With most airlines now charging for checked bags, passengers frequently travel with rolling suitcases that push the limits of the term “carry-on.” Would getting rid of these fees (and the bulkier carry-on bags) alleviate the increasingly long wait times at airport security? Yes, at least according to two lawmakers. [More]
In an effort to add more voices to an already insistent chorus, an airline industry group has launched a campaign to enlist travelers in the fight against super long security lines at the nation’s airport. [More]
Imagine getting to the airport only to find that your driver’s license is not in your wallet. Maybe you left it at home or dropped it along the way, but looking for the misplaced license will cause you to miss your flight. Not to worry. While it might take a little longer, the Transportation Security Administration does provide a handful of options to get you through security without government issued ID. [More]
Not a fan of lengthy lines at airport security checkpoints? You aren’t alone: American Airlines is putting the Transportation Security Administration on blast for the kind of “unacceptable” long wait times that caused 6,800 customers to miss their flights during spring break week this year. [More]
Between the JetBlue flight attendant recently arrested for trying to get 69 pounds of cocaine through airport security and a Delta baggage handler taken into custody for allegedly smuggling more than 100 guns onto flights, you’d hope that airline staffers would think twice before abusing their positions. Apparently, that didn’t cross the mind of another Delta ramp agent arrested over the weekend with a backpack full of cash. [More]
It’s been two years since the Transportation Security Administration declared that the PreCheck airport security fast lanes — no removing shoes, no taking your laptop out of your bag — is only for paying customers. Now Alaska Airlines is letting its frequent fliers use their airline miles to pay the PreCheck membership fee.
Hundreds of thousands of residents in five states and one U.S. territory will receive a two-year reprieve from having to use an additional form of identification when going through airport security, as the Department of Homeland Security extended the deadline for state drivers licenses to meet REAL ID standards. [More]
While it’s normal for travelers to undergo additional screening procedures from the Transportation Security Administration when there could be something amiss, the father of a 10-year-old girl says she was made uncomfortable by a two-minute pat-down after she left a juice pouch in her carry-on.
There’s a good chance you’ve been waiting (patiently) in the airport security line, preparing to take off your shoes, your belt, remove your laptop, and place everything on the belt, only to see an airport employee breezily walk through the side gate with a quick flick of their badge. That scenario will likely be less and less frequent around the country as the Transportation Security Administration plans to increase random checks of airport and airline employees. [More]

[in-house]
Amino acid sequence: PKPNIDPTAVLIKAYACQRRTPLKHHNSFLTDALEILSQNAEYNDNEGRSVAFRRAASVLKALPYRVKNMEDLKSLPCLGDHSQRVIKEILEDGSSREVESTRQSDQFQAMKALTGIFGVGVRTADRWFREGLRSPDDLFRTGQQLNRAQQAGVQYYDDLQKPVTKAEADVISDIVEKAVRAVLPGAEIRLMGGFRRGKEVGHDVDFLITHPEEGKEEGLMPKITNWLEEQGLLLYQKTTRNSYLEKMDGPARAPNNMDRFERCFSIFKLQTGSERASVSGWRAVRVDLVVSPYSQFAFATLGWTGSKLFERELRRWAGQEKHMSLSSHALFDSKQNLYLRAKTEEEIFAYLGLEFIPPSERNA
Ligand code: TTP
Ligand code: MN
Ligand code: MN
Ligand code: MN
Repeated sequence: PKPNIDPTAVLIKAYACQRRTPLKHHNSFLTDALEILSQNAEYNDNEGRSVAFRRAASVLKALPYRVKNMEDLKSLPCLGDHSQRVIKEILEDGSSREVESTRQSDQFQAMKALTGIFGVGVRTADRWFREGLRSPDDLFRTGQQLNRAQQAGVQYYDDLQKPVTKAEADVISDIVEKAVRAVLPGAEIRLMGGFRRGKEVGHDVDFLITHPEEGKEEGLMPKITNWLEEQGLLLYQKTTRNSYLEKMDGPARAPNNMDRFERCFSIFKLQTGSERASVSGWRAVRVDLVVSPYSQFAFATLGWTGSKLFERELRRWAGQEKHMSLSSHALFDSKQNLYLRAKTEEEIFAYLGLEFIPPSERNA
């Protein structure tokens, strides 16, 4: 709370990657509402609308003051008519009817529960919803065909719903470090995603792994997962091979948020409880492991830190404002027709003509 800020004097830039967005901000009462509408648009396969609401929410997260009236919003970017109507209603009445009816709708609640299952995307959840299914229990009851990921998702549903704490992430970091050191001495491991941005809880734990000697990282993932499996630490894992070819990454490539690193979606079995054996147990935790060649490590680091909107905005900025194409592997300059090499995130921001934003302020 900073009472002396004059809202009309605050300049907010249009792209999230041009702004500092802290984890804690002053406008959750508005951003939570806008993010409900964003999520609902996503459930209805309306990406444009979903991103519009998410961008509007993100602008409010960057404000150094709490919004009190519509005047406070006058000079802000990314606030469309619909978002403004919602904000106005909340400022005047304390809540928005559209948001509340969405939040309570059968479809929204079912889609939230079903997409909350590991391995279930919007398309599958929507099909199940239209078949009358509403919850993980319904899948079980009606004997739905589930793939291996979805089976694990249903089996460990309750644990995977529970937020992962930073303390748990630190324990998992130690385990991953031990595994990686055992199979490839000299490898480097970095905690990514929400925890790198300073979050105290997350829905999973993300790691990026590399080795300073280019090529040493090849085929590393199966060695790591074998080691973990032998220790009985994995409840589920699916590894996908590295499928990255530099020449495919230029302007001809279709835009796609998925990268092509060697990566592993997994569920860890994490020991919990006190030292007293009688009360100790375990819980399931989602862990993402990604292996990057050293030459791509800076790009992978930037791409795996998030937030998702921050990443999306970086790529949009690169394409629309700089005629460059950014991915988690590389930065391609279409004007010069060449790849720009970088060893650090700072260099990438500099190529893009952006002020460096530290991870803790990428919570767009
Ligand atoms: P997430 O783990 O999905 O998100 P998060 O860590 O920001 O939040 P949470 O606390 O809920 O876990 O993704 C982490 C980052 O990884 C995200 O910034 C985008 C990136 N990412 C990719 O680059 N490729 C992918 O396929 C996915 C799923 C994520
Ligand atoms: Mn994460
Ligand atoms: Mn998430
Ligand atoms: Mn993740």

Ten years ago, Congress passed the REAL ID Act, which set minimum security standards for state-issued driver’s licenses and photo IDs. While the rules haven’t exactly been enforced to the “T” by the Dept. of Homeland Security, that’s poised to change, leaving millions of people in nine states in need of a second form of ID to pass through airport security. [More]
Going through airport security is about to get a bit different for some passengers: the Transportation Security Administration can now require some travelers to go through body scanners even if the person asks to get a full-body pat-down instead.
No matter how clever it is to put you and your intended’s initials on glass jars filled with fancy bath salts and topped with wax seals and fuses — “T” and “T” becomes “TNT, get it? — it’s not a great idea if you’re headed to the airport. See, the Transportation Security Administration can’t let something labeled as an explosive through without thoroughly checking things out, which, in this case, turned into an evacuation of the Denver International Airport.
When travelers send their personal belongings off into x-ray machines at the airport, we expect them to come out on the other side exactly how they entered. But officials at New York’s John F. Kennedy International Airport say one man happened to notice his wallet come through a security screening a bit lighter than it had gone in, leading to the arrest of a Transportation Security Administration agent.
The keys to the Transportation Security Administration luggage kingdom can now be printed on a 3-D printer, thanks to photos published on the Internet of the agency’s master keys, the ones that can unlock any number of approved locks travelers might use to keep their belongings safe. [More]
The wait time to get customer support from the Internal Revenue Service is stretching on into infinity. The Transportation Security Administration agents at one particular airport checkpoint always seem to have it out for you. There’s one particular bathroom at Yellowstone National Park that is the best and everyone should know about it. Whatever your experience with U.S. government services, you can now review it on Yelp.
People traveling out of Chicago’s Midway International Airport on Friday aren’t getting very far, as travelers are said to be waiting an hour or more to get through unusually long security checkpoint lines. [More]